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  • Writer's pictureThe San Juan Daily Star

Haiti names new prime minister to try to lead country out of crisis

Garry Conille in 2012 (Wikipedia)

By David C. Adams

An experienced international aid official, Garry Conille, was unanimously appointed prime minister of Haiti by a Presidential Transition Council on Tuesday, which tasked him with leading the country out of its current crisis until elections for a new president can be held.

Conille will take on his new role just as a U.N.-backed security mission led by Kenyan police is set to begin operations in the violence-torn Caribbean nation, which is battling to restore political stability and tackle armed gangs who control large parts of the capital, Port-au-Prince.

Fluent in English, French and Creole, Conille’s credentials include a 25-year career working for the United Nations and other aid agencies. He also briefly led Haiti as prime minister more than a decade ago during another period of crisis after the devastating 2010 earthquake.

But Conille has spent many of the past few years outside the country, and his perhaps rusty domestic political skills are sure to be tested by the highly volatile situation he will encounter as prime minister.

He will not, however, have to face any political battles with Haiti’s fractious Parliament, which has sat vacant for months because of the country’s inability to hold elections amid the violence and turmoil.

“He is a safe choice to appease the international community, but he’s also spent the last two decades working mostly outside Haiti in the U.N. system,” said Jake Johnston, a Haiti expert at the Center for Economic and Policy Research.

A doctor by training, he also received a master’s degree in public health from the University of North Carolina. Conille helped coordinate Haiti’s reconstruction efforts after the cataclysmic 2010 earthquake, which the Haitian government says killed 316,000 people.

Then, in 2011, he became prime minister, but he resigned only four months later after he clashed with then-President Michel Martelly over an investigation into corruption involving contracts to rebuild the country.

Conille, 58, succeeds Michel Patrick Boisvert, who was named interim prime minister after Ariel Henry resigned the office in late April. Henry was forced to step down after he was effectively locked out of the country by the gang violence that closed Port-au-Prince’s international airport and prevented him from returning from a trip to Kenya to sign an agreement for the U.N.-backed security mission.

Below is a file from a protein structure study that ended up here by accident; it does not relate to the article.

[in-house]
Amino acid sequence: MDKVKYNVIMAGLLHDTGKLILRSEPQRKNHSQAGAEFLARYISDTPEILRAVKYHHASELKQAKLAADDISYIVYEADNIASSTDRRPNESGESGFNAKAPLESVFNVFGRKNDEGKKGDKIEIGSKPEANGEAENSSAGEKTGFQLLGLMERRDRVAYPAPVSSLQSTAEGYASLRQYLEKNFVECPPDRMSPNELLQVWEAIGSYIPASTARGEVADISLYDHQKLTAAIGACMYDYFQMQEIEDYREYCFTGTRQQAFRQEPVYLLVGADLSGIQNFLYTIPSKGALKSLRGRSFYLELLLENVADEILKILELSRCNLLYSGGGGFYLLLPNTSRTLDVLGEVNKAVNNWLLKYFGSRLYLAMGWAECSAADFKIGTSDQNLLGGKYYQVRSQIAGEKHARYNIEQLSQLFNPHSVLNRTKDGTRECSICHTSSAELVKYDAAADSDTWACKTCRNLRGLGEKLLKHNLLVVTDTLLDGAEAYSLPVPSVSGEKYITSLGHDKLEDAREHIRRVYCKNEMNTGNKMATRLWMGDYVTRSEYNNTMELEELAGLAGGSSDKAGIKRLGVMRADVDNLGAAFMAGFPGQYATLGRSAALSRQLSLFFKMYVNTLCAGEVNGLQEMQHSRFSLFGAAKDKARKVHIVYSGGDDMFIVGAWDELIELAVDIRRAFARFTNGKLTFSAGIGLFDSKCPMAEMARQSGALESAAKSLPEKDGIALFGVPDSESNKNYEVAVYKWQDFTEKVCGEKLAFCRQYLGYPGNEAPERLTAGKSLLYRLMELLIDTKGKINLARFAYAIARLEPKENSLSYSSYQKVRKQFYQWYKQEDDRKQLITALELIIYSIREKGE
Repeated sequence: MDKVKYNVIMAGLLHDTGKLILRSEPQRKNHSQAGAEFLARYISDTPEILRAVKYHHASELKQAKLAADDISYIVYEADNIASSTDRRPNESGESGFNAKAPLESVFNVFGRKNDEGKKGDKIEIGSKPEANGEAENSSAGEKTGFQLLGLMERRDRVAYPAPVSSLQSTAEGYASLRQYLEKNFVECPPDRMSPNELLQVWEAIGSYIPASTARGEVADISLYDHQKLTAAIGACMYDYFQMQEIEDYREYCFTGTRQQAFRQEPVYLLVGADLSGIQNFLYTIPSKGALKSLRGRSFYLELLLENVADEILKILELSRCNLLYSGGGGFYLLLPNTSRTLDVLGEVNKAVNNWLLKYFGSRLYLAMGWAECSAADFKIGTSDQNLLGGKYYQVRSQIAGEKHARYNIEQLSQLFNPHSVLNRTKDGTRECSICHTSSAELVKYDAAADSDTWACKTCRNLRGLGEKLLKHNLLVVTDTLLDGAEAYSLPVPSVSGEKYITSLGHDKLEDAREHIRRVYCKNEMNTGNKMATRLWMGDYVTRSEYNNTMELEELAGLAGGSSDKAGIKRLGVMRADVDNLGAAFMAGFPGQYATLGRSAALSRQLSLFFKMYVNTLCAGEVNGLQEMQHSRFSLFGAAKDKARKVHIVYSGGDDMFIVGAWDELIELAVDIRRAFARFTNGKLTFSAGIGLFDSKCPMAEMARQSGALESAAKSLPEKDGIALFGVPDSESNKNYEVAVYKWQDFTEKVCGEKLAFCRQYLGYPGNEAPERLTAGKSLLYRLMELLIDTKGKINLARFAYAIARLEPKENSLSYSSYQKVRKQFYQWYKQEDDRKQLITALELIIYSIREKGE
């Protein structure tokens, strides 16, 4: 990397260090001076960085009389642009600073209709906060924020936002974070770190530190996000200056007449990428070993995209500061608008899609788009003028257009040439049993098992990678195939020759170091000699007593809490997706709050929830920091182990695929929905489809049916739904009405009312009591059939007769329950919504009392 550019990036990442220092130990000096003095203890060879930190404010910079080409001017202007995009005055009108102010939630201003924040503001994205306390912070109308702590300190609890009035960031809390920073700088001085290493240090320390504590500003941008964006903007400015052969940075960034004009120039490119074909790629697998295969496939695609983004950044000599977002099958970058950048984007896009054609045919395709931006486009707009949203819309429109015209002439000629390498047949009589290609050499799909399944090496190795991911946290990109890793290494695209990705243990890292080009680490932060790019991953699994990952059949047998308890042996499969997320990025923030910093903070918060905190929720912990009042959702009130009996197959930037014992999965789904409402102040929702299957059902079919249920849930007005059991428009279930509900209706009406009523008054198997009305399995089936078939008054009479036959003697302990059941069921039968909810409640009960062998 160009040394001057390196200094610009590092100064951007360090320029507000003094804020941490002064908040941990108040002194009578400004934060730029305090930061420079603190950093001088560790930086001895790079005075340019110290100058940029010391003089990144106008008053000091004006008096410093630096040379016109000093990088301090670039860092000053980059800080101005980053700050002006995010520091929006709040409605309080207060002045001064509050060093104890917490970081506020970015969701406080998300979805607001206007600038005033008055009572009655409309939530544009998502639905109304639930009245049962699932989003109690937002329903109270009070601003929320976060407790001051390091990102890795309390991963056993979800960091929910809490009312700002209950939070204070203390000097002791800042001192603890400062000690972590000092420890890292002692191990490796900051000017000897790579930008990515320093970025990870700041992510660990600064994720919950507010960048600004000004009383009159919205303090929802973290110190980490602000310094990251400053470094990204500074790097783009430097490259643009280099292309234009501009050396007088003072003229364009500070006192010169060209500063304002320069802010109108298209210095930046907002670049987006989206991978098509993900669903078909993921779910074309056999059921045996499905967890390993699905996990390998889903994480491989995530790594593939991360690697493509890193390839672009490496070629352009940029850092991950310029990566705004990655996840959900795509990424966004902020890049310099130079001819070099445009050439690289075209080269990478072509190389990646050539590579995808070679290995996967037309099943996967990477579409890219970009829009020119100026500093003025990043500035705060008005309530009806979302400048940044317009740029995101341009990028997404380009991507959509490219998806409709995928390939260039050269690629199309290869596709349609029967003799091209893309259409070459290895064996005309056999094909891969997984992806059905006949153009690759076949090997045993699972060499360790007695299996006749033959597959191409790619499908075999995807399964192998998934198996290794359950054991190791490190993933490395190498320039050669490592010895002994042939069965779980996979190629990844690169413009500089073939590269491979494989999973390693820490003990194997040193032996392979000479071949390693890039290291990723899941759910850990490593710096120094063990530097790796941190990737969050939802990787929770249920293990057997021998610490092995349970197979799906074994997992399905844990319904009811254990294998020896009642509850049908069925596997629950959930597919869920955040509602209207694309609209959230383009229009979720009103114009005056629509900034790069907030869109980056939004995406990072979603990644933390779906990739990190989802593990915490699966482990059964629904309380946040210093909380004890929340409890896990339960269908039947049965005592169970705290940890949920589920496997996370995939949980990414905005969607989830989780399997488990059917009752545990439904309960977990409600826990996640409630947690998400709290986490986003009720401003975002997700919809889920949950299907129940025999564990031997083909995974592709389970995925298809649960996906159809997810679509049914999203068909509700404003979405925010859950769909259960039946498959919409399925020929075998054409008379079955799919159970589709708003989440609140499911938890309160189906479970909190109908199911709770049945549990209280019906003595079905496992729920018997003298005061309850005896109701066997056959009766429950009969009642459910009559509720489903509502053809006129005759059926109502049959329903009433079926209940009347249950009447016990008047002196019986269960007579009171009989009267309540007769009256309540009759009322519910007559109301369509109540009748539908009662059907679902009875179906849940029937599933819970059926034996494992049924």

The Kenyan police officers are expected to head to Haiti next month with a daunting mission to help restore order to a country where more than 4,000 people have been killed or injured in gang-related violence this year alone.

U.S. military planes filled with civilian contractors and supplies have already begun landing in Haiti, paving the way for the seven-nation security mission, funded in large part by a commitment of $300 million by the Biden administration.

Conille will assume responsibility for running the country alongside the transition council, which was appointed to fill the void after Henry’s ouster. The nine-member transition council holds some presidential powers and was appointed to steer the country until elections can be held and a new president takes office, planned by early 2026.

Haiti has been without a president since the assassination in July 2021 of Jovenel Moïse by armed men who broke into his bedroom and gunned him down in front of his wife. His murder is still under separate investigations in Haiti and Florida, with a trial scheduled to take place in Miami in January.

Five people, including two former soldiers in Colombia, have already pleaded guilty in the United States and been sentenced to life in prison.

Over the past 25 years, Conille has worked with the United Nations, serving in Africa and the Caribbean, and has also held senior positions with the International Federation of the Red Cross and Red Crescent Societies. Since January 2023, he has been regional director for Latin America and the Caribbean at UNICEF, the U.N. Children’s Fund.

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